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    Yeah... I noticed that too. The hovering effect only happened when I physically moved the mountains into position with the lasso, which happened after the channel to selection steps. I'll probably take a second crack at things using your suggestion of editing the cloud layer before generating the mountains/hills. I think I may try a hybrid technique between the one in Ascension's tutorial and the one in Rob A's Artistic regional map tut.

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      geoff_nunn is offline
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    Wip Trying Again

    Okay, after quite awhile away, I have decided to have another go at this regional map. It's currently still a WIP. I started over with the mountains using Gidde's adaptation of Ascension's atlas tutorial. I played with brushing the clouds used to make the mountains in order to make them appear where I wanted, and I feel the result looks much better than my previous attempt. I then applied Arsheesh's technique for generating forests. While I think it turned out okay, the smooth, sudden edges of some of the forests kind of bug me. I may need to tweak this somehow.

    Subcontinent: The Westerlands in Gimp-westerlands-mounains.jpg

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      arsheesh is offline
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    Gnunn!

    Good to see you back at the Guild again. Sorry, I missed your earlier post till today. As to the forests technique, I've made some additions and revisions to the technique since I originally posted that tut (someday I'm going to have to rewrite the Tutorial altogether). If you read through the posts on the tutorial thread (which you can find a link to in my sig) you'll find some suggestions I make for helping to get rid of those annoying hard edges. Also, just today I added an update on how to make these forests more lifelike by mixing up the colors a bit. If you have any questions, or run into any issues with any of the updated info let me know. Looking forward to watching your map take shape.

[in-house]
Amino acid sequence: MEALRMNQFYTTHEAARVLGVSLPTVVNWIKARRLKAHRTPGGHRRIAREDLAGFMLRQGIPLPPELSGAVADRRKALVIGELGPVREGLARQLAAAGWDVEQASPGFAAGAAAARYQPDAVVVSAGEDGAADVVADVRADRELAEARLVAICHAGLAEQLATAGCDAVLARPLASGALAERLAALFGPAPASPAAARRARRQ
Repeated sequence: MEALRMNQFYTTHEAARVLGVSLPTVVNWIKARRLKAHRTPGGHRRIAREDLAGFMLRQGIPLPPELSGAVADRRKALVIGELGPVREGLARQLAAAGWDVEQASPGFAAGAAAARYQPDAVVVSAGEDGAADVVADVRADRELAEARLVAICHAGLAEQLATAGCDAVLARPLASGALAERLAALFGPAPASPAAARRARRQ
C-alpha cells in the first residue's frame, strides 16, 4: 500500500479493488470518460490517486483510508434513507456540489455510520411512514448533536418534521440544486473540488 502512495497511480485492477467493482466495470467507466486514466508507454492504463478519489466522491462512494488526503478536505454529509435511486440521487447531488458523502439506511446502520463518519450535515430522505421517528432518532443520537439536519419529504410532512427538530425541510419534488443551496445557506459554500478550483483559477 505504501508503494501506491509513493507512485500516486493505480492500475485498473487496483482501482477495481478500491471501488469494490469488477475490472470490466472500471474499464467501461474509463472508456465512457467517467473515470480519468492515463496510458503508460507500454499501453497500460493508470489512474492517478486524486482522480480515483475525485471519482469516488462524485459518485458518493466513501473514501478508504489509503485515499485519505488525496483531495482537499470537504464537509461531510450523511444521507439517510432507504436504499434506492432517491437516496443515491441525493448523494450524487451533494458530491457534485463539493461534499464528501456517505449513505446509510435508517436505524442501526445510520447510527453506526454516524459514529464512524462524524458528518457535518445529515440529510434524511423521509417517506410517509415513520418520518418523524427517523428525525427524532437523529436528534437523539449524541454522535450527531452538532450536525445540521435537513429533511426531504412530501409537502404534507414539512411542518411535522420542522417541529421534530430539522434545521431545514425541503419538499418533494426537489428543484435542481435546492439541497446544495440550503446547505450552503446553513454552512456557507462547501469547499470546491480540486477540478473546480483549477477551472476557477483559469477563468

EDIT: Oh, also try setting the Layer Mode of the Green Tree Color layer to "Multiply" rather than "Soft Light".

    Cheers,
    -Arsheesh

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      geoff_nunn is offline
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    Wip

    Okay, I decided to wait to do a final rendering of the forests until after I had a chance to put my rivers in place. I added the rivers using the Gidde/Ascension tutorial method, with my mouse pen's sensitivity turned on to give them a taper. I also added a layer called "river cut" with an emboss effect to give the rivers some discernible banks. Finally, I had some lakes that appeared when I rendered the oceans, but I needed to add others as well. I drew the new lakes in the river layer, abd then added some coloration over the tops of the other lakes to help them blend better with the rivers.

    Subcontinent: The Westerlands in Gimp-westerlands-post-merge1.jpg

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      geoff_nunn is offline
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    Wip

    Okay, here I have added the forests back using Arsheesh's trees brush to break up the edges. I also found that after painting in the forest edges, it helps make a more organic shadow to alpha to selection, switch to the forest drop shadow layer and then apply the forest edge as a mask.

    Subcontinent: The Westerlands in Gimp-westerlands-forests.jpg

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      Ascension is offline
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    Not too shabby.
    If the radiance of a thousand suns was to burst at once into the sky, that would be like the splendor of the Mighty One...I am become Death, the Shatterer of worlds.
    -J. Robert Oppenheimer (father of the atom bomb) alluding to The Bhagavad Gita (Chapter 11, Verse 32)


    My Maps ~ My Brushes ~ My Tutorials ~ My Challenge Maps